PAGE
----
RNIB provides advice through Amazon Alexa

The charity has been providing advice to Amazon about sight-loss issues on an ad hoc basis

Dolly McLoughlin, who has sight-loss, with an Amazon device
Dolly McLoughlin, who has sight-loss, with an Amazon device

The sight-loss charity RNIB has teamed up with Amazon to provide information through the tech giant’s voice assistant Alexa about living with sight loss.

The charity today announced that users would be able to access this information by asking Alexa voice commands such as: “Alexa, what should I do if I think I'm losing my sight?”

Other questions featured include “Alexa, what assistive technology do blind people use?” and “Alexa, how do I register as sight impaired or severely sight impaired?”

The charity says that 54 per cent of blind and partially sighted people cite their sight loss as a barrier to using the internet, and almost two-thirds feel unable to make the most of new technology as a result of their condition.

The charity has been providing advice and assistance to Amazon about Alexa on an ad hoc basis for a number of years, Third Sector understands.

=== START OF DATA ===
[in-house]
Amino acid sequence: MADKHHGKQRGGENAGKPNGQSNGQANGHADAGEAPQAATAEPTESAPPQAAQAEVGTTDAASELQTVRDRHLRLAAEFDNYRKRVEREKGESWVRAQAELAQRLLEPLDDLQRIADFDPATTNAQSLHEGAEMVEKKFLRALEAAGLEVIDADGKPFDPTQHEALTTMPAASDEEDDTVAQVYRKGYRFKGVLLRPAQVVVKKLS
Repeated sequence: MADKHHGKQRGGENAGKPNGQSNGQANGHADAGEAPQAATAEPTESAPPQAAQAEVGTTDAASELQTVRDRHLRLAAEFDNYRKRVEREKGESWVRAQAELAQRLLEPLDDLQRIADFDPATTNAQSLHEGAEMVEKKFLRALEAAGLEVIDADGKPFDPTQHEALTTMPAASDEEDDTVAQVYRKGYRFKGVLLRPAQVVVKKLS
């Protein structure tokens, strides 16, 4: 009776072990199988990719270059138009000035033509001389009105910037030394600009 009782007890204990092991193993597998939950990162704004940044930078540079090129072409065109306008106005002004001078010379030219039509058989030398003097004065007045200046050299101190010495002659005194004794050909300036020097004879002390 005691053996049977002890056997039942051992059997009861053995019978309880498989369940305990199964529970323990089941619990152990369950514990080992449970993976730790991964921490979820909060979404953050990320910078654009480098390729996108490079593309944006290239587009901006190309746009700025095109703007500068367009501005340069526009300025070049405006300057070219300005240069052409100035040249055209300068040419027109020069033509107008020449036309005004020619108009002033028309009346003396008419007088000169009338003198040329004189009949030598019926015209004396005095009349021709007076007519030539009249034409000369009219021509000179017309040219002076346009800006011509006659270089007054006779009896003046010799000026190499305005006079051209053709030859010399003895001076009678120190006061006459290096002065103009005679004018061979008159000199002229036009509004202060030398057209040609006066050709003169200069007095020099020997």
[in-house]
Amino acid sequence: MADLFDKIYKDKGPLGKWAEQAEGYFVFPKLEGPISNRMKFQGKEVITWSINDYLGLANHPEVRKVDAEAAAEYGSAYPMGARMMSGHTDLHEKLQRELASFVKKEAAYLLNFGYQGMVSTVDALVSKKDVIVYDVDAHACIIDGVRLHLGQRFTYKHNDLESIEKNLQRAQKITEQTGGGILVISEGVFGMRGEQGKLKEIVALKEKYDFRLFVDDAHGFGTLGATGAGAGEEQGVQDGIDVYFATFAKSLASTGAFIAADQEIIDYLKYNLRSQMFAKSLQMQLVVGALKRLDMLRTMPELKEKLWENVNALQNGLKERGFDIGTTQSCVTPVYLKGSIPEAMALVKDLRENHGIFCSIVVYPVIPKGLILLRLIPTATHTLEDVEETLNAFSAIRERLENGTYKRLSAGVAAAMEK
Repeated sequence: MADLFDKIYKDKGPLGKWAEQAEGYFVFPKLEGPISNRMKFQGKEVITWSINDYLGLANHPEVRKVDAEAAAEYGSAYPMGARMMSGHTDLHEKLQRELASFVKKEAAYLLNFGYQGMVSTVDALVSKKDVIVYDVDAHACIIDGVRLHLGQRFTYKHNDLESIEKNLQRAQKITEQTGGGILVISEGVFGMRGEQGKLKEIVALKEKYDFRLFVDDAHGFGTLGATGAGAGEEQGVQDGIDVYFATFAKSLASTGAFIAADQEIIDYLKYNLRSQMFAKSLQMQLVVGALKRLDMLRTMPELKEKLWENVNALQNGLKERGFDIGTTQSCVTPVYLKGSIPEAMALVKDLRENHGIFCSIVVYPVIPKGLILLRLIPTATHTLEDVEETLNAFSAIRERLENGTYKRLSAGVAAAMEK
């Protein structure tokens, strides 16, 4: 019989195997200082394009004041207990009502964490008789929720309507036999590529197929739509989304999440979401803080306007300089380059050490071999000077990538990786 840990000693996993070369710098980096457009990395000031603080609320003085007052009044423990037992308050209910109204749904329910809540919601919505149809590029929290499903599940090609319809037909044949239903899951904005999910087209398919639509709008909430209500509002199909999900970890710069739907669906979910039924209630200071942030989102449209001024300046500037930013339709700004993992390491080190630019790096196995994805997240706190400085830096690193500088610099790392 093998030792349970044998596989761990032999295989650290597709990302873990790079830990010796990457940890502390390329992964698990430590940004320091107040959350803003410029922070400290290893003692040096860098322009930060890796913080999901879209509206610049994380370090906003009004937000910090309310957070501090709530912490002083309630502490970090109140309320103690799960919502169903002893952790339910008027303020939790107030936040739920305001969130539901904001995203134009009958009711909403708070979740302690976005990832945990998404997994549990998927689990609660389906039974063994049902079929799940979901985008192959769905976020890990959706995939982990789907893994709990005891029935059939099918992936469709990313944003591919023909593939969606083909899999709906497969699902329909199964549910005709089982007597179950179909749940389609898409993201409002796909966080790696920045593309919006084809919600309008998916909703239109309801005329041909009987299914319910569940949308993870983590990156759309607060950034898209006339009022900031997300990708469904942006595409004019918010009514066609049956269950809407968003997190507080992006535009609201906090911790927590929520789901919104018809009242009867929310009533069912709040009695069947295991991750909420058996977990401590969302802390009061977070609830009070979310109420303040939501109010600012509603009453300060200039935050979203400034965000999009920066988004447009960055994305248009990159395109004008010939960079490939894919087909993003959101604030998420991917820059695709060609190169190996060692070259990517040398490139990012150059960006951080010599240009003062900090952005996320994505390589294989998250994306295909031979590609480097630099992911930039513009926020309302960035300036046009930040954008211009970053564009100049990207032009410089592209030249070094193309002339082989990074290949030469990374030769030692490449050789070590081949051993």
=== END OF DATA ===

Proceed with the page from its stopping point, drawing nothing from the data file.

In the past two years a number of charities have looked into how Alexa could enable greater engagement with their charitable work and allow people to donate.

In 2018, the British Heart Foundation was the first UK charity to allow donations through Alexa, with other charities having since followed suit

David Clarke, director of services at the RNIB, said: “Voice assistant technology is playing an ever-increasing role in transforming the lives of blind and partially sighted people.

“Voice assistants can enable independence, helping to break down accessibility barriers to a more inclusive society.

"By using this technology to increase the reach of our own resources, we are ensuring that people can immediately get essential information about sight conditions, their rights and the support available, simply by asking out loud.”

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